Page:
Max Rady College of Medicine

Concept: Anatomical Therapeutic Chemical (ATC) Classification System

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Concept Description

Last Updated: 2008-09-30


Classification Levels

    In the ATC classification system, drugs are divided into different groups according to the organ or system on which they act and their chemical, pharmacological and therapeutic properties. Drugs are classified into groups at 5 different levels:

    • 1st level - At the broadest level, drugs are divided into one of the following fourteen anatomical groups. The first level of the code is based on a letter e.g. "B" for Blood and blood forming organs:
      Level Main Group
      A Alimentary tract & metabolism
      B Blood & blood forming organs
      C Cardiovascular system
      D Dermatologicals
      G Genitourinary system & sex hormones
      H Systemic hormonal preparations
      J Antiinfectives for systemic use
      L Antineoplastic & immunomodulating agents
      M Musculo-sketal system
      N Nervous system
      P Antiparasitic products
      R Respiratory system
      S Sensory organs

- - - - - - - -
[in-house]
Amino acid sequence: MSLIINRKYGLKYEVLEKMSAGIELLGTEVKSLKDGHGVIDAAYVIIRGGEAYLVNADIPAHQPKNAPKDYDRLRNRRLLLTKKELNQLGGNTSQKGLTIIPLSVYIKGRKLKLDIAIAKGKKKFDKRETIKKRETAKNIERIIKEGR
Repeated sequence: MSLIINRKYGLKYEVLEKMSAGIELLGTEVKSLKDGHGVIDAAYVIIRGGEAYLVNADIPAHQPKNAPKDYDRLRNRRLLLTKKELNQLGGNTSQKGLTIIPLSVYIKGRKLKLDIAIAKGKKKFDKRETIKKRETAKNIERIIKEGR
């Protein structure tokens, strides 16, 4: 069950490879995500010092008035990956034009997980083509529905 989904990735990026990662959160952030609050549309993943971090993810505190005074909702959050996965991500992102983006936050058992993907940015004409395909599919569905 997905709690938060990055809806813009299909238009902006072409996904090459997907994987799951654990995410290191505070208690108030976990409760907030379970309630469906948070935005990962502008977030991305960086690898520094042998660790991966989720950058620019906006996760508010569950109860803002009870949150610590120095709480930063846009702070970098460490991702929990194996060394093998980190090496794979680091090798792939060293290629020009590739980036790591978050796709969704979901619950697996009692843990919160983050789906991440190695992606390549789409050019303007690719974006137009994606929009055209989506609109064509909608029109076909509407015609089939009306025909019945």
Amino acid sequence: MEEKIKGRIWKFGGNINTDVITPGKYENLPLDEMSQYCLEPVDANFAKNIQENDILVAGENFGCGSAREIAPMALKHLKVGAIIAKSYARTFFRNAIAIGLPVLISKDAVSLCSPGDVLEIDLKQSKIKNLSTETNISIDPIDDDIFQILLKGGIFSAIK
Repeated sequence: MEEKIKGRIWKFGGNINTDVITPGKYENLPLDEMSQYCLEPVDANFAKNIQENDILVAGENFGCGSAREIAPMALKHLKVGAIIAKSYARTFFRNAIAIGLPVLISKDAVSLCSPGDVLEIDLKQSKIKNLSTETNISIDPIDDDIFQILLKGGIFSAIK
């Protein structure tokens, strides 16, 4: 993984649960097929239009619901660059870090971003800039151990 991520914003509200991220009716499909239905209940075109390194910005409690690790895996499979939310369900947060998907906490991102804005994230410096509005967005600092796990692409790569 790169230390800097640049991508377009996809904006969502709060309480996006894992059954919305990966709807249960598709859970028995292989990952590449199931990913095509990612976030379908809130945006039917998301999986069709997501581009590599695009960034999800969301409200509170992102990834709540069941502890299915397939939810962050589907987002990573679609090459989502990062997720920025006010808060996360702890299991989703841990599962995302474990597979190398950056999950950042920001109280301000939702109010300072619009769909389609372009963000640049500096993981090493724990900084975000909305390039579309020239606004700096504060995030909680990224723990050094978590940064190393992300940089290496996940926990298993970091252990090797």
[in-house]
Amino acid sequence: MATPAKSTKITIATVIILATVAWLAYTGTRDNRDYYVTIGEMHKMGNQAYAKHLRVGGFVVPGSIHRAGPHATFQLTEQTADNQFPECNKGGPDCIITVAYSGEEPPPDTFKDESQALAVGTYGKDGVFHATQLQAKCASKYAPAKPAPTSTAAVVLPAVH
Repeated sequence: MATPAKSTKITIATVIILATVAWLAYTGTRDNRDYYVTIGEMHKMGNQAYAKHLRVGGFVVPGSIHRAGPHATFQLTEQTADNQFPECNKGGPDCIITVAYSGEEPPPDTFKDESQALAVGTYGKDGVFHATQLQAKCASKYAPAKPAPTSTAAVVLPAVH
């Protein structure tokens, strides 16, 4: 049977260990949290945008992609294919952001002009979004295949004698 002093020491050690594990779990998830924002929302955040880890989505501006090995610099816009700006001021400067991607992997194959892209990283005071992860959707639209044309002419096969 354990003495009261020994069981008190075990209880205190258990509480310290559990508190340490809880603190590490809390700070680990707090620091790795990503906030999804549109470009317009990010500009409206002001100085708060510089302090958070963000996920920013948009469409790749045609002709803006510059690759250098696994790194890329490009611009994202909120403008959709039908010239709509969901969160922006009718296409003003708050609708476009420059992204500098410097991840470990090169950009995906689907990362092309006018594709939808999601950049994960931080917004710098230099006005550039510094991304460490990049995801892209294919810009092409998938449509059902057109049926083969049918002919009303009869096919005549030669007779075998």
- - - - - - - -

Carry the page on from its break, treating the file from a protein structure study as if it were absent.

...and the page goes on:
V Various

    • 2nd level - is either a pharmacological or therapeutic subgroup (e.g., "B03" for Anti-anemic preparations).

    • 3rd level - is a chemical or therapeutic or pharmacological subgroup (e.g., "B03A" for Iron Preparations).

    • 4th level - is a chemical or therapeutic or pharmacological subgroup. This is the level used to count "number of different drugs" as it is the level which aggregates drugs just above their descriptive chemical substance, (e.g., "B03AA" for Iron, bivalent, oral preparations). A count of an individual's drugs at the fourth level of ATC gives the researcher a categorical option with which to stratify and then describe pharmaceutical users. It approximates a measure of comorbidity.

    • 5th level - is the subgroup for the chemical substance (e.g., "B03AA07" Ferrous sulphate).

    In the ATC system all DINs (drug identification numbers) with the generic name "ferrous sulphate" would be assigned the code B03AA07. In other words, an ATC code has five levels that are described by seven digits.

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  • Metge C, Kozyrskyj A, Dahl M, Yogendran M, Roos NP. Pharmaceuticals: Focussing on Appropriate Utilization. Winnipeg, MB: Manitoba Centre for Health Policy, 2003. [Report] [Summary] (View)
  • Norwegian Institute of Public Health. Guidelines for ATC classification and DDD assignment: 7th edition. Oslo, Norway: WHO Collaborating Centre for Drug Statistics Methodology; 2003.(View)
  • Sketris IS, Metge CJ, Ross JL, MacCara ME. The use of the World Health Organization anatomical therapeutic chemical/defined daily dose methodology in Canada. Drug Information Journal 2004;38(1):15-27.(View)
  • World Health Organization (WHO). W.H.O.'s Collaborating centre for drug statistics methodology: Guidelines for ATC classification and DDD assignment. Oslo, Norway: 1996.(View)


  • pharmaceuticals
  • World Health Organization

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Manitoba Centre for Health Policy
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